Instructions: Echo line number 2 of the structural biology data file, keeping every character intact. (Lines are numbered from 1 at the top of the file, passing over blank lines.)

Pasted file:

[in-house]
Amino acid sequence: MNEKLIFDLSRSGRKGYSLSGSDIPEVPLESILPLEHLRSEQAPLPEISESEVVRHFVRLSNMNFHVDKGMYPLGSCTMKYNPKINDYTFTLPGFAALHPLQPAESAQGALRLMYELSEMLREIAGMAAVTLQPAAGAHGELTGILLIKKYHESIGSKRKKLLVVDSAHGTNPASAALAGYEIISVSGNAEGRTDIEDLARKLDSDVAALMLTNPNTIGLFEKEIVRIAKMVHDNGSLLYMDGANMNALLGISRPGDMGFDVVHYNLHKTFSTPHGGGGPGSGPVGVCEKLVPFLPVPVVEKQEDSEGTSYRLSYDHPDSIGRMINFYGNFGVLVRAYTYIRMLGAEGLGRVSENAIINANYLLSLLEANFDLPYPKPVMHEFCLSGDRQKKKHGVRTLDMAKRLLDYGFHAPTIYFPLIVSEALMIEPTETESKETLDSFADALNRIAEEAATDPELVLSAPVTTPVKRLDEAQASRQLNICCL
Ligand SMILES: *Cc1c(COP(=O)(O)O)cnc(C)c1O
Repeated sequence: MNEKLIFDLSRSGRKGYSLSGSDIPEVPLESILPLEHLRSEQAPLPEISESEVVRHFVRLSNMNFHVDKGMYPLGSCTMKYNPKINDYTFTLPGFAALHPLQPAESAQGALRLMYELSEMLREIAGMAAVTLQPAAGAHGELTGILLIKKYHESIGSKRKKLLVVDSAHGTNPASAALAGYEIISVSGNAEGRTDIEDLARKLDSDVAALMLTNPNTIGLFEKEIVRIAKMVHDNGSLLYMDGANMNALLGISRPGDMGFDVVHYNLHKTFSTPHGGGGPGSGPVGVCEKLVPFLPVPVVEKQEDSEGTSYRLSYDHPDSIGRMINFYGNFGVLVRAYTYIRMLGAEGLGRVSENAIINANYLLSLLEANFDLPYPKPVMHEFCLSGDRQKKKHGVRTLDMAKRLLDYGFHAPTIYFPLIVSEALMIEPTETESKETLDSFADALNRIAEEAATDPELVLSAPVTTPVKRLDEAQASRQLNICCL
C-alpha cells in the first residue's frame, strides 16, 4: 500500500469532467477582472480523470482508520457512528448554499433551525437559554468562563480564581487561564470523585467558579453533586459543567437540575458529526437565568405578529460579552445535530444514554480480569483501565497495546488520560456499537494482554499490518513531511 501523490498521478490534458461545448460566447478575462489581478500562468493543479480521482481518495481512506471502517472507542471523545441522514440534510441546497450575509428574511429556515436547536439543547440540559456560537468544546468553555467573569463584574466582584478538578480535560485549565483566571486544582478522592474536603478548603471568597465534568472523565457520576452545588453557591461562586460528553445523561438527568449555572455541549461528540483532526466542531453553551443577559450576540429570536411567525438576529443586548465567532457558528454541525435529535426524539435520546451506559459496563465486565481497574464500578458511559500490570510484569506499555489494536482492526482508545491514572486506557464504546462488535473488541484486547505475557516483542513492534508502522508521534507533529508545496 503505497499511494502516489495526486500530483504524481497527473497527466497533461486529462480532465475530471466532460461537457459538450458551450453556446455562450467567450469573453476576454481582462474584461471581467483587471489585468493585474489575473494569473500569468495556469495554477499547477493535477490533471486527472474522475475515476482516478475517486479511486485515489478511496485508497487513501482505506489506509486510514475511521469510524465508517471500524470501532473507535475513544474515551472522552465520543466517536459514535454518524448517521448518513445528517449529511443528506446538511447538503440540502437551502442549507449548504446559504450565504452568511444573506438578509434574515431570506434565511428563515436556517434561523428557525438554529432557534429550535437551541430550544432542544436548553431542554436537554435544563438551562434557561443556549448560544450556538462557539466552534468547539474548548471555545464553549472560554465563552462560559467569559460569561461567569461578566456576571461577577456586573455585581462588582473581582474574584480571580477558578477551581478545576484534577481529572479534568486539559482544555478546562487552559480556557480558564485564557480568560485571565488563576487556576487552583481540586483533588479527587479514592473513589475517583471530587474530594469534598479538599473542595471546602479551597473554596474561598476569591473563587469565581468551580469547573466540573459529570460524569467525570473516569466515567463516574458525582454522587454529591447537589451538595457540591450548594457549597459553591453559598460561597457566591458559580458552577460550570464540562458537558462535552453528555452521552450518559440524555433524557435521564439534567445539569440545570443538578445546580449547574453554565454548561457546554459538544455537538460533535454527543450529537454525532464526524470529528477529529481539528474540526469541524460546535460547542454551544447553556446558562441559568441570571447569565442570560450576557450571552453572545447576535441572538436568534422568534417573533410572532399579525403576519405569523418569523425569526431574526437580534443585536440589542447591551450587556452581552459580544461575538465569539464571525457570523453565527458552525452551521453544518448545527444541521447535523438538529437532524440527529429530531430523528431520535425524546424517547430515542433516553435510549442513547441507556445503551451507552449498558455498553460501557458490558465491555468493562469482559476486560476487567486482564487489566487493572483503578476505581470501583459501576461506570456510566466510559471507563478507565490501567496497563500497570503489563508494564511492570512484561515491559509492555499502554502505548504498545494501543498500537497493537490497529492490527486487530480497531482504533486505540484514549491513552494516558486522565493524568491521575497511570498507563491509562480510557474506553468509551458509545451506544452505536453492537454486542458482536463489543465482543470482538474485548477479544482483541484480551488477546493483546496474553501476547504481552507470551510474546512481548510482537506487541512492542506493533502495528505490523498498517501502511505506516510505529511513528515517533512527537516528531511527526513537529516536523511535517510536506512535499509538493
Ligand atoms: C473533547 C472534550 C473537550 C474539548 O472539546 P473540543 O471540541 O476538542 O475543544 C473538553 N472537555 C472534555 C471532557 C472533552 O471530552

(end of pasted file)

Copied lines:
Amino acid sequence: MNEKLIFDLSRSGRKGYSLSGSDIPEVPLESILPLEHLRSEQAPLPEISESEVVRHFVRLSNMNFHVDKGMYPLGSCTMKYNPKINDYTFTLPGFAALHPLQPAESAQGALRLMYELSEMLREIAGMAAVTLQPAAGAHGELTGILLIKKYHESIGSKRKKLLVVDSAHGTNPASAALAGYEIISVSGNAEGRTDIEDLARKLDSDVAALMLTNPNTIGLFEKEIVRIAKMVHDNGSLLYMDGANMNALLGISRPGDMGFDVVHYNLHKTFSTPHGGGGPGSGPVGVCEKLVPFLPVPVVEKQEDSEGTSYRLSYDHPDSIGRMINFYGNFGVLVRAYTYIRMLGAEGLGRVSENAIINANYLLSLLEANFDLPYPKPVMHEFCLSGDRQKKKHGVRTLDMAKRLLDYGFHAPTIYFPLIVSEALMIEPTETESKETLDSFADALNRIAEEAATDPELVLSAPVTTPVKRLDEAQASRQLNICCL